Tuesday, October 19, 2010

pear ginger jam

One day a few years ago, I was eating breakfast with my now infamous friend Angela in Halifax. (Best known around here for her apple chutney and yellow split pea dahl.)

We were having toast, and she had a jar of her mom’s pear ginger jam. I buttered my toast, spread a liberal dollop of jam over it, and bit in.

It was pure toast perfection: tart ginger with sweet and soft autumn pears, mingling with melting butter.

I knew I could happily eat this for breakfast for the rest of my days.

Her mother, Mrs. Doucet, shared the recipe with me and now I can have toast perfection any morning I like over here on the other side of the country.

I’ve also discovered that pear ginger jam is a perfect accompaniment for a sharp cheese. In this case, a blue cheddar that my mom brought up from the Okanagan. Dinner was cooking – and taking way too long – but we were happy to nibble on crackers, cheese and jam, and sip our Okanagan wine while we waited. I warn you, though, you might just want to eat this for your whole dinner.

Breakfast or dinner, pear ginger jam will see you through.

pear ginger jam

yields 5 – 6 cups

10 c. pears, peeled, cored and sliced
6 c. sugar
1/2 package (about .86 oz. or 25 g.) Certo pectin crystals
2 lemons, rind grated and juiced
2 tbsp. grated fresh ginger root

Mix pectin into 1/2 c. of the sugar. Place in a canning kettle with pears, lemon juice and lemon rind. Let sit for 2 to 3 hours. (You are not heating it up at this point, just letting it sit on the counter.)

Add ginger and rest of sugar and bring to a boil. Leave uncovered and stir frequently until it’s thick and the pears are clear (about 1 hour).

Ladle into sterilized jars, seal and can for 10 minutes in boiling water.

Serve with toast and butter for breakfast, or with crackers and sharp cheese before dinner.

This post is part of Fall Fest 2010, which is a community food blogging event to write about (and eat!) seasonal produce. For more pear ideas, check out:

Pinch My Salt: Sour Cream Pear Cake
Eating From the Ground Up: Pear and Cheese
San Diego Foodstuff: Pear, Pecan, Parmesan Scones
The Sister Project: A Gingery Pear Crisp
Gilded Fork: Harvest Risotto with Caramelized Pears
White on Rice Couple: Making Pear Galette
A Way to Garden: Of Pears and Cookbooks, a Delicious Giveaway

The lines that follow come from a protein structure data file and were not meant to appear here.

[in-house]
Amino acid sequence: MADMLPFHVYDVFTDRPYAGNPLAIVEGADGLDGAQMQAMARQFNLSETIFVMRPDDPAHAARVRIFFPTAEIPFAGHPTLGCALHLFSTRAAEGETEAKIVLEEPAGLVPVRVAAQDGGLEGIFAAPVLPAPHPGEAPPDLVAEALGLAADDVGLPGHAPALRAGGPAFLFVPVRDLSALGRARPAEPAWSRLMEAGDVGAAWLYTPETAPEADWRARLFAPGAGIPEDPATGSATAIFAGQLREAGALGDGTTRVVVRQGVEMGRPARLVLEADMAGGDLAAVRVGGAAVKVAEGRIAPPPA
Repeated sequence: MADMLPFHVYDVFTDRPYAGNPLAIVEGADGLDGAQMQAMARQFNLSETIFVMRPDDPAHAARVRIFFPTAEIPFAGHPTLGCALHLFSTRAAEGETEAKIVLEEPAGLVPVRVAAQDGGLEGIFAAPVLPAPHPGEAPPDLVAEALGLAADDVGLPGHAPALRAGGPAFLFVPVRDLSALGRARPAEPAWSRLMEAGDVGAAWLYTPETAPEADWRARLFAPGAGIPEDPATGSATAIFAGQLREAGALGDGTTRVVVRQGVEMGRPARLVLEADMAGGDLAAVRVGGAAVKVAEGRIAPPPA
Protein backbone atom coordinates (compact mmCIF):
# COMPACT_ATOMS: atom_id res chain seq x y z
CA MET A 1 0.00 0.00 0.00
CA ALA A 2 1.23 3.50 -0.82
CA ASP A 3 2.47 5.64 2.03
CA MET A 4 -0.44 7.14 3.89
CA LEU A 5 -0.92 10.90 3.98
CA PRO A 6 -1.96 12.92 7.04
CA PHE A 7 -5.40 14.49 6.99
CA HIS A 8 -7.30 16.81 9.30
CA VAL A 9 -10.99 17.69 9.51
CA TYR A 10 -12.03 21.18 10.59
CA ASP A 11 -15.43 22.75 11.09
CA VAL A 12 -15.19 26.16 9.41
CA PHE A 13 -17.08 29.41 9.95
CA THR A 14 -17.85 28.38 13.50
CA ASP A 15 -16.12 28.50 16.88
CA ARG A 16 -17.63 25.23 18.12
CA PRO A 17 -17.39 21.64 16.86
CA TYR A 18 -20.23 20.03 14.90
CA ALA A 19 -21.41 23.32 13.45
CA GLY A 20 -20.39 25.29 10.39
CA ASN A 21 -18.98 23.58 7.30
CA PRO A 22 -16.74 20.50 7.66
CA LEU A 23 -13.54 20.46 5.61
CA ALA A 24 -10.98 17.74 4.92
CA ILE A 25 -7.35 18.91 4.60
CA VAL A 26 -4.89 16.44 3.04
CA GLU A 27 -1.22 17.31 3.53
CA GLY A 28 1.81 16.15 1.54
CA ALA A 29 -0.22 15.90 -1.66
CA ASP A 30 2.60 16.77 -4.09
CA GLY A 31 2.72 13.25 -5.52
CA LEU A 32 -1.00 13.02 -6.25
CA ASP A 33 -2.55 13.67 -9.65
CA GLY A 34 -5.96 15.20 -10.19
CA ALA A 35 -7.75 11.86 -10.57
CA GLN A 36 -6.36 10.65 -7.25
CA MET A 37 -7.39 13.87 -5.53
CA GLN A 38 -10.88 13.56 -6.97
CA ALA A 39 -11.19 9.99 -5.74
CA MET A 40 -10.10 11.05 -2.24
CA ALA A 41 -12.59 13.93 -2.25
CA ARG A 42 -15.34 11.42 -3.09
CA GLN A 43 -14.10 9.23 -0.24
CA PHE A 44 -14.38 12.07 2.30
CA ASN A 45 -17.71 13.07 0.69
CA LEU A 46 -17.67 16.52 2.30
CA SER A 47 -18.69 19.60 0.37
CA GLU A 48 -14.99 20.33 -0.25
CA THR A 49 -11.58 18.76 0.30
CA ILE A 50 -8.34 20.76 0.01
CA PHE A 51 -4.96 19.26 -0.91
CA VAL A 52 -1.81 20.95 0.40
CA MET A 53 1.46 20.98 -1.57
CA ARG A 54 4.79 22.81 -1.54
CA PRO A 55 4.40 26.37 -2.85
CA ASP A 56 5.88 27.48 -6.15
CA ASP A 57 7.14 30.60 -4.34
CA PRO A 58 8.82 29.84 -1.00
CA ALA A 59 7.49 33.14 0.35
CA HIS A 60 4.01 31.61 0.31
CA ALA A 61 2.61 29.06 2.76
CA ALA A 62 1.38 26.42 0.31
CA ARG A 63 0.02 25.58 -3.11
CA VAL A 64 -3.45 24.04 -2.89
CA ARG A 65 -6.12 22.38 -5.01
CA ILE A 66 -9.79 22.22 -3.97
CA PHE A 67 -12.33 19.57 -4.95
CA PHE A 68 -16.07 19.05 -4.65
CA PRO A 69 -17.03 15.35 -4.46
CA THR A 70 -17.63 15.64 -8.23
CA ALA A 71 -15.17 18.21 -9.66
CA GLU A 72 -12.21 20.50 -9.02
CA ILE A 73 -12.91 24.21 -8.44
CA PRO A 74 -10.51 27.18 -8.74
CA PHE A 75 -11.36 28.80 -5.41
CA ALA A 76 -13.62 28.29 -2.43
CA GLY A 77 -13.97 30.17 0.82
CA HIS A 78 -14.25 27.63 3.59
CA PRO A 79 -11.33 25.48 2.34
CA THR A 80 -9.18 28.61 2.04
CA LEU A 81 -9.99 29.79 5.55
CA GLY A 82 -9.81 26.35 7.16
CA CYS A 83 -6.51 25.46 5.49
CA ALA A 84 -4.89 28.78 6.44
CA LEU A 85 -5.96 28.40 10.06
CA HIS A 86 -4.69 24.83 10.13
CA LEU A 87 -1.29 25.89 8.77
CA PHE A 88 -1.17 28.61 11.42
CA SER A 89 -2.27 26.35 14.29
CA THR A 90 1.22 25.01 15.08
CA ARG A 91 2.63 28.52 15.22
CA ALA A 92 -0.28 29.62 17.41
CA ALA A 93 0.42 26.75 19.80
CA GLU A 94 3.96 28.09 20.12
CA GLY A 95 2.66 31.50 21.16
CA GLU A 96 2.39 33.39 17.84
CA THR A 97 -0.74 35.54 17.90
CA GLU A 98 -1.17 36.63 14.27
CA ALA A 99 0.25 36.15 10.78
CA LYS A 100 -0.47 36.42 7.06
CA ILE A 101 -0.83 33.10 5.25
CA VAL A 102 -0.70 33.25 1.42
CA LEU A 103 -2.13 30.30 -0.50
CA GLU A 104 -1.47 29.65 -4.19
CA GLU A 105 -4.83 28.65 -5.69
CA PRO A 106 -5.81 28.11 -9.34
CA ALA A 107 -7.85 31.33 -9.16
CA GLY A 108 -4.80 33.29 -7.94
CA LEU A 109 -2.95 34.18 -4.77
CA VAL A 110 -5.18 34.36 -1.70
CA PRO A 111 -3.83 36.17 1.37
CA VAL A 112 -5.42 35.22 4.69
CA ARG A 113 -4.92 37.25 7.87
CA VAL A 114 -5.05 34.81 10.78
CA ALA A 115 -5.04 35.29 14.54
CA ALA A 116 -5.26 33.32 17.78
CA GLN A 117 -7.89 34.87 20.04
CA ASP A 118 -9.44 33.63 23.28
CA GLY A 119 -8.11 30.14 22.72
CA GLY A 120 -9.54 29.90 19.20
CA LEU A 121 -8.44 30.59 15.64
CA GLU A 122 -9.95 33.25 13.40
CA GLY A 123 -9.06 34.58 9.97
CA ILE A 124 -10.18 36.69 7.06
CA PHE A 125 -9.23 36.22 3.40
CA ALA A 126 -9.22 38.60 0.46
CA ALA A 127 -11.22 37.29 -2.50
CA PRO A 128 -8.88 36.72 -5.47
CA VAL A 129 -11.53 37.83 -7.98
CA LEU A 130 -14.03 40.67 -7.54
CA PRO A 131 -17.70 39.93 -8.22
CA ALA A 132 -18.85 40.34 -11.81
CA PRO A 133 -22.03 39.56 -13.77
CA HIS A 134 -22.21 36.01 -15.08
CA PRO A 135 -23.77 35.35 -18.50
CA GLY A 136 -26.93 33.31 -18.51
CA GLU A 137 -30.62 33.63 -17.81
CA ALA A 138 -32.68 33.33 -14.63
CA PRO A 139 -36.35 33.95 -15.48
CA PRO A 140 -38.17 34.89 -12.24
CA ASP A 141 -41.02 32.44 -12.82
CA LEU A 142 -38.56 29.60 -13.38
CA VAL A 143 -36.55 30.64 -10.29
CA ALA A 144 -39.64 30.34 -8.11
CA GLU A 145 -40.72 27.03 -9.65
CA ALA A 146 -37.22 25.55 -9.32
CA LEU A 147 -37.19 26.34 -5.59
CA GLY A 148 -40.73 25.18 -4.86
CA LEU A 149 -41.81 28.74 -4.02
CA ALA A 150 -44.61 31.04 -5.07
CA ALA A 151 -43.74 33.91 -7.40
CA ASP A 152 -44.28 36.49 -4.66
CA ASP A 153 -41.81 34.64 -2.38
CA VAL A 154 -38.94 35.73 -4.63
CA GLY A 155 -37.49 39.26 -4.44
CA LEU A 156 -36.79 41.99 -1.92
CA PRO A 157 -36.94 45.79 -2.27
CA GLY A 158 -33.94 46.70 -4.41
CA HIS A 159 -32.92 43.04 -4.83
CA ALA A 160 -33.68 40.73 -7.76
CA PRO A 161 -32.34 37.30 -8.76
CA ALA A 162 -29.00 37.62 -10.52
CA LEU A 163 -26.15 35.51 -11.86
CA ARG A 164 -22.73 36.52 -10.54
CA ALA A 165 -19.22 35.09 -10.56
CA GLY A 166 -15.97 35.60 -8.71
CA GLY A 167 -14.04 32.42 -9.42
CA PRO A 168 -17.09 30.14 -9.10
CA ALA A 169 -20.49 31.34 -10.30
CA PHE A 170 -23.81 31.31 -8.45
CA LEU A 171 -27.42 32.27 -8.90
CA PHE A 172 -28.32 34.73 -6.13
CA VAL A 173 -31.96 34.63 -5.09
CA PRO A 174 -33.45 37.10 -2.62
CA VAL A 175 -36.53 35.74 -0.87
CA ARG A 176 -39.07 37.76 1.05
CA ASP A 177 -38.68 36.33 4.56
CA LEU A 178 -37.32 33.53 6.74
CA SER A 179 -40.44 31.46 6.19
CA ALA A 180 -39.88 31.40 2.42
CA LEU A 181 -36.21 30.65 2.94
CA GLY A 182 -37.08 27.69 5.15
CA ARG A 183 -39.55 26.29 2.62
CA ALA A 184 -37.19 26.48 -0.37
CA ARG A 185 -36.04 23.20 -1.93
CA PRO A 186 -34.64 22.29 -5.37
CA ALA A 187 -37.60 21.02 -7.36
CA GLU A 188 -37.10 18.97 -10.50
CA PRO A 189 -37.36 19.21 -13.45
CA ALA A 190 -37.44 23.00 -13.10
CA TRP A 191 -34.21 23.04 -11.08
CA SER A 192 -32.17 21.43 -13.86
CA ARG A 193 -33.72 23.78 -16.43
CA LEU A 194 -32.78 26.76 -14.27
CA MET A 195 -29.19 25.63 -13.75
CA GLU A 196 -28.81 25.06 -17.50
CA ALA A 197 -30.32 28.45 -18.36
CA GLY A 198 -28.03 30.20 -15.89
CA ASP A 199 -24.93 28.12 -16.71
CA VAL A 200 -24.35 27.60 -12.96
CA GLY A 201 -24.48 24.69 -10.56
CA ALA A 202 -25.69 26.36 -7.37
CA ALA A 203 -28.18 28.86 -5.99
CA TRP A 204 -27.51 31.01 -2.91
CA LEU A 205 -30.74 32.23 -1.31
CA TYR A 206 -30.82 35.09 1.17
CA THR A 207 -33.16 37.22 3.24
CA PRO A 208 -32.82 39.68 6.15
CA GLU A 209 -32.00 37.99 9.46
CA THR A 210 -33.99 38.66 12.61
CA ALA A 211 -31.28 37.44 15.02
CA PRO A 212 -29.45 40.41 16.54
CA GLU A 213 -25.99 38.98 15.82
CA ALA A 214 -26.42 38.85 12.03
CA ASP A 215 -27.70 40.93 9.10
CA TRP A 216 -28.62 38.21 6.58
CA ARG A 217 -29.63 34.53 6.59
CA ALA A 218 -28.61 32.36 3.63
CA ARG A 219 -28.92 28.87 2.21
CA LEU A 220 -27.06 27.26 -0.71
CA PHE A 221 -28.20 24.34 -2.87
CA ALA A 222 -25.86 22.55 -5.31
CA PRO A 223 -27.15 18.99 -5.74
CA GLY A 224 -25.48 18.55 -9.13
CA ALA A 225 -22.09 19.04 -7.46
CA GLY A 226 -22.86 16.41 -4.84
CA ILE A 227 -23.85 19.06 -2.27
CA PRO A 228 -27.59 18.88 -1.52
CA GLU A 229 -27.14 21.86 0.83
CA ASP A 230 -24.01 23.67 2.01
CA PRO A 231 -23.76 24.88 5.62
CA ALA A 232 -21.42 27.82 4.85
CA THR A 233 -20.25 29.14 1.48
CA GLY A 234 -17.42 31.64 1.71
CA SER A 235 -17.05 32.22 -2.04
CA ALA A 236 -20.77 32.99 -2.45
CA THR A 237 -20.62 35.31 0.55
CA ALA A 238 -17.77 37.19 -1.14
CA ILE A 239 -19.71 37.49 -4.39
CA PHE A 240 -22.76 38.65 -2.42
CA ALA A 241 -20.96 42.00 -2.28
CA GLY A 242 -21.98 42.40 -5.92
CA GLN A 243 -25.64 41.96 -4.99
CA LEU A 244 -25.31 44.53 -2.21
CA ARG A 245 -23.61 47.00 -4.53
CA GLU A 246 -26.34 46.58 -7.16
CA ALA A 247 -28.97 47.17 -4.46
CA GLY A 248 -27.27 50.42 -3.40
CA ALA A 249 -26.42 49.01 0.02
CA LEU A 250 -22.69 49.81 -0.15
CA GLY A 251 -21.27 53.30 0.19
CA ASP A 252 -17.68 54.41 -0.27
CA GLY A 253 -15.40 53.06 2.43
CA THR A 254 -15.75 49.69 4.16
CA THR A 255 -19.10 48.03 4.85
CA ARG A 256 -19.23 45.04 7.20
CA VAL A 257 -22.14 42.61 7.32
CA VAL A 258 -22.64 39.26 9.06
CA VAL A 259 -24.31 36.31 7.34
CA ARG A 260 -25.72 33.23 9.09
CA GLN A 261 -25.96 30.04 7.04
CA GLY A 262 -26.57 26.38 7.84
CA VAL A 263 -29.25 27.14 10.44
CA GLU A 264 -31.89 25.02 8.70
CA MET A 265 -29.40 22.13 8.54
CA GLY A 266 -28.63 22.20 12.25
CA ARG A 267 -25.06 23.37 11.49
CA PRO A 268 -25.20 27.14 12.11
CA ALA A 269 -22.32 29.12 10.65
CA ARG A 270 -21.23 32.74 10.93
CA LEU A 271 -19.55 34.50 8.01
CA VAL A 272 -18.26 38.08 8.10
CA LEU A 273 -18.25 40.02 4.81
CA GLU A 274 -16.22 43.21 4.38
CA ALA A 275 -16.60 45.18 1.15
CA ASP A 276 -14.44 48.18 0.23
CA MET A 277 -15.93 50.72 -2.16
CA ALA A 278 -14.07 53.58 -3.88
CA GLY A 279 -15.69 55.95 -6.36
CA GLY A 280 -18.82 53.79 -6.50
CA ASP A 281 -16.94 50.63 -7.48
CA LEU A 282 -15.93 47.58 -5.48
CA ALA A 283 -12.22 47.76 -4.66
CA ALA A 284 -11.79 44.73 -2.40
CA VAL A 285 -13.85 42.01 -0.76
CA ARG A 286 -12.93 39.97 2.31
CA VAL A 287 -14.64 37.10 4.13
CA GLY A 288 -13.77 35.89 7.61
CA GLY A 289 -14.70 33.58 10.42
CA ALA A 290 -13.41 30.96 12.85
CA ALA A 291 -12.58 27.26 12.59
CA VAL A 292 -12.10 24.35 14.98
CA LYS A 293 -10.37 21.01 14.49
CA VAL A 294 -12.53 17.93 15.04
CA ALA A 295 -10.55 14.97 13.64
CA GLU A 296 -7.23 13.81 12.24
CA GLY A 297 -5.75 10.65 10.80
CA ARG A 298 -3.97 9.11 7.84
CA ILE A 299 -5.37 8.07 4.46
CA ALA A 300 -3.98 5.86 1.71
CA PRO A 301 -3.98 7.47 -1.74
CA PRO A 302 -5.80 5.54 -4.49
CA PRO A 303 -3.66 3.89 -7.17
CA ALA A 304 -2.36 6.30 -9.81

Cooking Channel: What to Pair With Pears
Food2: 5 Ways to Warm Up to Pears
Healthy Eats: Vanilla Poached Pears, With Variations
Food Network: Baking Up Pear Desserts

Thursday, October 14, 2010

tweet, tweet

Would you like a little bird to let you know when I post a new recipe? You can follow me on twitter @creamdollop. To make it even easier, you can use one of the handy new links on this page. Tweet with you soon!

Wednesday, October 6, 2010

finally yummy brussels sprouts

For the first many years of my deprived life, I looked at the dish of cold, watery Brussels sprouts being passed around the Thanksgiving table . . . and wished I didn’t have to be polite and eat a few.

But in early October last year, it was like the media suddenly grew a crop of delicious Brussels sprouts stories and recipes. I read them all, jotting notes in my head, thinking maybe, just maybe, they didn’t have to taste like little cabbage heads that had drowned in a particularly bland sea of ice water.

When the time came for my Thanksgiving challenge (i.e., my mother in law put me in charge of making the little cabbage heads), I rose to it.

I parboiled the Brussels sprouts in salted water to make their hard hearts tender and tasty. Then I rolled the little cabbage heads in a frying pan with pieces of bacon, slices of garlic and apple cider vinegar. Their outer leaves browned happily while I decided to add some pepper and roasted pine nuts in the oven.

They stayed happy – and alive. No cold, drowned Brussels sprouts for us. Instead, we had beautiful little browned cabbage heads with barnacles of bacon, garlic and pine nuts drawing out the Brussels sprouts’ true flavour. Finally: yummy Brussels sprouts to be thankful for.

finally yummy brussels sprouts

serves 4 to 6 as a side dish

4 c. Brussels sprouts
3 thick slices of bacon, chopped
2 cloves garlic, sliced thinly
3 tbsp. apple cider vinegar
2 oz. (60 g.) pine nuts, roasted
1/4 tsp. pepper

Bring a large pot of salted water to a boil. Throw in the Brussels sprouts. Cook the Brussels sprouts until they are almost tender, but not completely cooked, about 6 to 8 minutes.

In the meantime, fry the bacon for 5 minutes in a good frying pan over medium-low heat. (If using thinly-sliced bacon, fry for 1 – 2 minutes.) If the bacon releases a lot of grease, feel free to pour some off.

Add the garlic, apple cider vinegar, parboiled Brussels sprouts and pepper to the bacon in the pan. Sprinkle a bit of salt on top. (Not too much because the bacon is already salty.)

Sauté until the bacon is done and the garlic has softened.

Serve with a generous sprinkling of roasted pine nuts on top.